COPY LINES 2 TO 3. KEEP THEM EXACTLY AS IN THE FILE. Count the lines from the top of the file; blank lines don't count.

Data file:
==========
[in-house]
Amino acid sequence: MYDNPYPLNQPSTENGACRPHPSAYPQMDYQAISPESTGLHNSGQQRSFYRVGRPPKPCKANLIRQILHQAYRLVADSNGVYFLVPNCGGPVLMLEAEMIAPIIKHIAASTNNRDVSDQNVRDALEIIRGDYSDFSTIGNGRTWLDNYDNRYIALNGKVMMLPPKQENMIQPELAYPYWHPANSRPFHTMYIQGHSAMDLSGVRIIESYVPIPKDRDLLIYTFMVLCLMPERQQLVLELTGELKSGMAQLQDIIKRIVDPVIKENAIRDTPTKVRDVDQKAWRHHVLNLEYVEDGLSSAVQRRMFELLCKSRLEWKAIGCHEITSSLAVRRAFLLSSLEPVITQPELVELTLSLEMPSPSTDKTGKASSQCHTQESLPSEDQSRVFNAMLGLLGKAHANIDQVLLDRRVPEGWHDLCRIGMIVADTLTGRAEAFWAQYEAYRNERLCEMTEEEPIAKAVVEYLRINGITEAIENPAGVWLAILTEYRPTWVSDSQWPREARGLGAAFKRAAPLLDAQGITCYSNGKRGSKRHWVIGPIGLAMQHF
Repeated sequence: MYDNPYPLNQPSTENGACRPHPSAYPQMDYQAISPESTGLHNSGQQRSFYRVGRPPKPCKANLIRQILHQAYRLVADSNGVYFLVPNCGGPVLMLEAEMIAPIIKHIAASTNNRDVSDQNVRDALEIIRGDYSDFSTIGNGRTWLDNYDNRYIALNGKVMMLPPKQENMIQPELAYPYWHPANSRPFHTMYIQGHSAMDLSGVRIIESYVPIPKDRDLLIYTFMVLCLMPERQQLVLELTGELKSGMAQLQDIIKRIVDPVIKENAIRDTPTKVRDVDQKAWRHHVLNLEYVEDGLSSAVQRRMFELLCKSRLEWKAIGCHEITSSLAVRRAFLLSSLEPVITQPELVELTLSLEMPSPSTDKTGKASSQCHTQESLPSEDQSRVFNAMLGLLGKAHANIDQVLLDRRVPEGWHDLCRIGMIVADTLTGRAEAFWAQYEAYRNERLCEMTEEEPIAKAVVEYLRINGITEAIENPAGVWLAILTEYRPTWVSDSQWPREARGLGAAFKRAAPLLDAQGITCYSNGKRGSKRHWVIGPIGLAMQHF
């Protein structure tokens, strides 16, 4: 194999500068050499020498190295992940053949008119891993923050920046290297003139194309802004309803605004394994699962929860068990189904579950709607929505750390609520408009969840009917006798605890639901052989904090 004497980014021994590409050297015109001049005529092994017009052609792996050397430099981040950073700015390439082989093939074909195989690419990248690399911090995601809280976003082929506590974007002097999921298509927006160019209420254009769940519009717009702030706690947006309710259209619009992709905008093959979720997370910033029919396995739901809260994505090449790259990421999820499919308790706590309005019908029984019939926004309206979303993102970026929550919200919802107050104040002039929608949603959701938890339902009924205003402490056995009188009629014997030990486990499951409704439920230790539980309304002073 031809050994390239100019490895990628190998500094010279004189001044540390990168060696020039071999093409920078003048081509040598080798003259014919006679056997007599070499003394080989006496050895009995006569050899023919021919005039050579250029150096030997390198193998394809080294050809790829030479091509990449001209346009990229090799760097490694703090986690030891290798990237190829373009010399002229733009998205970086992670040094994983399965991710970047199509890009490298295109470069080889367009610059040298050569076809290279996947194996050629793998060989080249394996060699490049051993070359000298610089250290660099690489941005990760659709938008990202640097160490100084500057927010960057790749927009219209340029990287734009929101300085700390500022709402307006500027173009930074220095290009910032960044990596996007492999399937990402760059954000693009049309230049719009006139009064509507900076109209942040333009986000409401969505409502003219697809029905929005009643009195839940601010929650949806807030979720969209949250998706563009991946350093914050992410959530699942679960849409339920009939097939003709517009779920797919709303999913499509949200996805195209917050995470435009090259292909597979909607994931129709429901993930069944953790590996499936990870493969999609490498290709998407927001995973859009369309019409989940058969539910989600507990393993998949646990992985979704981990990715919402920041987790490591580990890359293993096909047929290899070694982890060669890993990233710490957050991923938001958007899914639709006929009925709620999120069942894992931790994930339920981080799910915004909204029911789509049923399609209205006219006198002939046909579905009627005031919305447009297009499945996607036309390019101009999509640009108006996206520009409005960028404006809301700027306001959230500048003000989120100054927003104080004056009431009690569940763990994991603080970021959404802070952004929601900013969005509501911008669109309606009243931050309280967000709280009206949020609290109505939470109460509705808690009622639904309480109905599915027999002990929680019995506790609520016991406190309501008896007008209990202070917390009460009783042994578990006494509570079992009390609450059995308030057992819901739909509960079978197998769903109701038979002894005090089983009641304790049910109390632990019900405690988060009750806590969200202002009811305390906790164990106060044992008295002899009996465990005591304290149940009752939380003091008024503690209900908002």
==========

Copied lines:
Amino acid sequence: MYDNPYPLNQPSTENGACRPHPSAYPQMDYQAISPESTGLHNSGQQRSFYRVGRPPKPCKANLIRQILHQAYRLVADSNGVYFLVPNCGGPVLMLEAEMIAPIIKHIAASTNNRDVSDQNVRDALEIIRGDYSDFSTIGNGRTWLDNYDNRYIALNGKVMMLPPKQENMIQPELAYPYWHPANSRPFHTMYIQGHSAMDLSGVRIIESYVPIPKDRDLLIYTFMVLCLMPERQQLVLELTGELKSGMAQLQDIIKRIVDPVIKENAIRDTPTKVRDVDQKAWRHHVLNLEYVEDGLSSAVQRRMFELLCKSRLEWKAIGCHEITSSLAVRRAFLLSSLEPVITQPELVELTLSLEMPSPSTDKTGKASSQCHTQESLPSEDQSRVFNAMLGLLGKAHANIDQVLLDRRVPEGWHDLCRIGMIVADTLTGRAEAFWAQYEAYRNERLCEMTEEEPIAKAVVEYLRINGITEAIENPAGVWLAILTEYRPTWVSDSQWPREARGLGAAFKRAAPLLDAQGITCYSNGKRGSKRHWVIGPIGLAMQHF
Repeated sequence: MYDNPYPLNQPSTENGACRPHPSAYPQMDYQAISPESTGLHNSGQQRSFYRVGRPPKPCKANLIRQILHQAYRLVADSNGVYFLVPNCGGPVLMLEAEMIAPIIKHIAASTNNRDVSDQNVRDALEIIRGDYSDFSTIGNGRTWLDNYDNRYIALNGKVMMLPPKQENMIQPELAYPYWHPANSRPFHTMYIQGHSAMDLSGVRIIESYVPIPKDRDLLIYTFMVLCLMPERQQLVLELTGELKSGMAQLQDIIKRIVDPVIKENAIRDTPTKVRDVDQKAWRHHVLNLEYVEDGLSSAVQRRMFELLCKSRLEWKAIGCHEITSSLAVRRAFLLSSLEPVITQPELVELTLSLEMPSPSTDKTGKASSQCHTQESLPSEDQSRVFNAMLGLLGKAHANIDQVLLDRRVPEGWHDLCRIGMIVADTLTGRAEAFWAQYEAYRNERLCEMTEEEPIAKAVVEYLRINGITEAIENPAGVWLAILTEYRPTWVSDSQWPREARGLGAAFKRAAPLLDAQGITCYSNGKRGSKRHWVIGPIGLAMQHF